Before his suicide three years ago, Spalding Gray captivated audiences with his playful, profound, and sometimes stingingly satirical confessional monologues. It’s possible to revisit the sharp yet refreshingly plainspoken mind of this artist thanks to Stories Left to Tell, a theatrical collage of Gray’s published and unpublished writing. Developed from an evening that paid tribute to Gray’s 65th birthday, Stories could have had the feel of a maudlin memorial. Under Lucy Sexton’s direction, the production simply brings to mind Gray’s own jauntily exuberant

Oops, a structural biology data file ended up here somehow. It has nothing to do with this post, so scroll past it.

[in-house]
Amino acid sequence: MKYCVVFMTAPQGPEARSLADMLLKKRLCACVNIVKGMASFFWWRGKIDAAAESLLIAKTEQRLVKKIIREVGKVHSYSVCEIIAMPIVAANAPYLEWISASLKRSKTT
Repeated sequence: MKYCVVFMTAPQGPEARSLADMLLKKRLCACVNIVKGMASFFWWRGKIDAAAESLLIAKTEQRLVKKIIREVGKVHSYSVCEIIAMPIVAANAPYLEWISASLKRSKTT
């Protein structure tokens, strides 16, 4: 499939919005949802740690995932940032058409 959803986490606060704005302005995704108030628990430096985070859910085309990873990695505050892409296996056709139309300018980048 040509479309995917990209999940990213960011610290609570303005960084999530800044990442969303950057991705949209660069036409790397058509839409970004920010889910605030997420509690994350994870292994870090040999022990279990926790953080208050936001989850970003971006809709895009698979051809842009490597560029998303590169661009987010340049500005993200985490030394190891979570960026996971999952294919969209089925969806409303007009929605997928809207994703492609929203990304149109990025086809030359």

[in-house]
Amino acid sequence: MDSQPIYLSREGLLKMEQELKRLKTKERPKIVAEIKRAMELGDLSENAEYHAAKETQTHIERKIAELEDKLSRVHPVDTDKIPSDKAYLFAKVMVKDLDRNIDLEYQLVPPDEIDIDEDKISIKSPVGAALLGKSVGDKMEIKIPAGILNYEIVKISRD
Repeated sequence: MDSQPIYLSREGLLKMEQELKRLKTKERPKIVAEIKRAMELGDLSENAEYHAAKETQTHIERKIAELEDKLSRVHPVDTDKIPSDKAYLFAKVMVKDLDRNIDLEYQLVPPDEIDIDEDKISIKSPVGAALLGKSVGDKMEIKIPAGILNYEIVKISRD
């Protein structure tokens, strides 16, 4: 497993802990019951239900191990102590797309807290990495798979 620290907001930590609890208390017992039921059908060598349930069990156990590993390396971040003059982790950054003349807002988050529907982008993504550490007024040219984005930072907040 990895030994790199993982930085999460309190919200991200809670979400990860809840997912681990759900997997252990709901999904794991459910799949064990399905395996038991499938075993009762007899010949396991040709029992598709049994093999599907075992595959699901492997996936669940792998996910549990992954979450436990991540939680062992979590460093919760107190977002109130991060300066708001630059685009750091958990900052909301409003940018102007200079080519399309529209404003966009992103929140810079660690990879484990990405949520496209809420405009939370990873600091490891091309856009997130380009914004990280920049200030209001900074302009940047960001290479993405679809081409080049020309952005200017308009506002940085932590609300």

performance style. Sexton only oversteps once, when, just as the text recounts a car accident which virtually incapacitated Gray, she has her five- member ensemble push piles of the notebooks that dot the stage to the floor.
Gray’s personality comes to life courtesy of the four who read from selections that have been divided into categories: “Adventure” (Hazelle Goodman), “Family” (Frank Wood), “Journals” (Ain Gordon), and “Love” (Kathleen Chalfant). A new guest artist appears each week to perform selections from Gray’s prose about his career. Together they capture Gray’s spirit marvelously, and remind audiences of how, even when addressing the darkest subjects, Gray could delight.